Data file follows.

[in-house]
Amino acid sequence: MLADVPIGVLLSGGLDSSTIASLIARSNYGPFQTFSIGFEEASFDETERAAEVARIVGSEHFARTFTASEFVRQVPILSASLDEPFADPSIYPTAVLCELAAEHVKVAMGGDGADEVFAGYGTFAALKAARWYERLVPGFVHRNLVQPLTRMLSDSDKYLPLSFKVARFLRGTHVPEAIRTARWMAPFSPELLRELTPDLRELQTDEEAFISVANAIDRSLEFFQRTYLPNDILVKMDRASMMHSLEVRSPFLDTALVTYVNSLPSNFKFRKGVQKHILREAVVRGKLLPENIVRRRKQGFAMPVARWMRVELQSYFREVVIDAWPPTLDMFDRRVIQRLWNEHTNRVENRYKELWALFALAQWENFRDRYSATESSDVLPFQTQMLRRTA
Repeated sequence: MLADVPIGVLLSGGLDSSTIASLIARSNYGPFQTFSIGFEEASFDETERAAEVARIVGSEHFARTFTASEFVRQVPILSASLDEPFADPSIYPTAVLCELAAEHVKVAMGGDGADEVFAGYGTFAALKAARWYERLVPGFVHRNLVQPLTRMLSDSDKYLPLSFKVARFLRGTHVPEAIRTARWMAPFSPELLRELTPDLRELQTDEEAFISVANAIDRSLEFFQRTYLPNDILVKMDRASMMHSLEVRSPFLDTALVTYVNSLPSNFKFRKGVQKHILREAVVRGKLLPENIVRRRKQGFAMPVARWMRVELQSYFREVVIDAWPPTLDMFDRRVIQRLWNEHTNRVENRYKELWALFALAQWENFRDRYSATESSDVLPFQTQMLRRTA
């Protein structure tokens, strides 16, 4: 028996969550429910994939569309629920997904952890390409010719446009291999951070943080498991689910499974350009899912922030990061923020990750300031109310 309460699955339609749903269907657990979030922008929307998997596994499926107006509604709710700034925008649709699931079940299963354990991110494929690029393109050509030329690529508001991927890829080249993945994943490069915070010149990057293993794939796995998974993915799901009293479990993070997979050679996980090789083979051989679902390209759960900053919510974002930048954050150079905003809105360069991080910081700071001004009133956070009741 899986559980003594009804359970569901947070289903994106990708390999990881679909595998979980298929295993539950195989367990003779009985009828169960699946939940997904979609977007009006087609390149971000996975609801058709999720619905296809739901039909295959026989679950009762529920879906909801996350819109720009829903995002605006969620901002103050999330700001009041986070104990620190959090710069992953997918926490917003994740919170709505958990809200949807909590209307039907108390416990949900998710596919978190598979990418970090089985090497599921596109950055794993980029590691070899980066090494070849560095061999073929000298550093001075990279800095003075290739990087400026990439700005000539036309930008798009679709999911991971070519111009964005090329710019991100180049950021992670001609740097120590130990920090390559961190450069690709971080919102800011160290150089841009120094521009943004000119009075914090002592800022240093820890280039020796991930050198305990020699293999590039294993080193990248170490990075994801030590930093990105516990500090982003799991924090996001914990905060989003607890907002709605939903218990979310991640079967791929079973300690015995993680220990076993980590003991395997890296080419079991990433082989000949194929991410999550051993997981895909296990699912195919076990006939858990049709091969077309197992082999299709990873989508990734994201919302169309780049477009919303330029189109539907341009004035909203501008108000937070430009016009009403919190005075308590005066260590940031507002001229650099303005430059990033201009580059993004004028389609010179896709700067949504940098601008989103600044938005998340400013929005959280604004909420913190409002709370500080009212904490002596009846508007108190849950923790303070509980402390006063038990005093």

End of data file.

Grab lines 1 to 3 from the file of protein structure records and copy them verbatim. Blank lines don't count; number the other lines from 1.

[in-house]
Amino acid sequence: MLADVPIGVLLSGGLDSSTIASLIARSNYGPFQTFSIGFEEASFDETERAAEVARIVGSEHFARTFTASEFVRQVPILSASLDEPFADPSIYPTAVLCELAAEHVKVAMGGDGADEVFAGYGTFAALKAARWYERLVPGFVHRNLVQPLTRMLSDSDKYLPLSFKVARFLRGTHVPEAIRTARWMAPFSPELLRELTPDLRELQTDEEAFISVANAIDRSLEFFQRTYLPNDILVKMDRASMMHSLEVRSPFLDTALVTYVNSLPSNFKFRKGVQKHILREAVVRGKLLPENIVRRRKQGFAMPVARWMRVELQSYFREVVIDAWPPTLDMFDRRVIQRLWNEHTNRVENRYKELWALFALAQWENFRDRYSATESSDVLPFQTQMLRRTA
Repeated sequence: MLADVPIGVLLSGGLDSSTIASLIARSNYGPFQTFSIGFEEASFDETERAAEVARIVGSEHFARTFTASEFVRQVPILSASLDEPFADPSIYPTAVLCELAAEHVKVAMGGDGADEVFAGYGTFAALKAARWYERLVPGFVHRNLVQPLTRMLSDSDKYLPLSFKVARFLRGTHVPEAIRTARWMAPFSPELLRELTPDLRELQTDEEAFISVANAIDRSLEFFQRTYLPNDILVKMDRASMMHSLEVRSPFLDTALVTYVNSLPSNFKFRKGVQKHILREAVVRGKLLPENIVRRRKQGFAMPVARWMRVELQSYFREVVIDAWPPTLDMFDRRVIQRLWNEHTNRVENRYKELWALFALAQWENFRDRYSATESSDVLPFQTQMLRRTA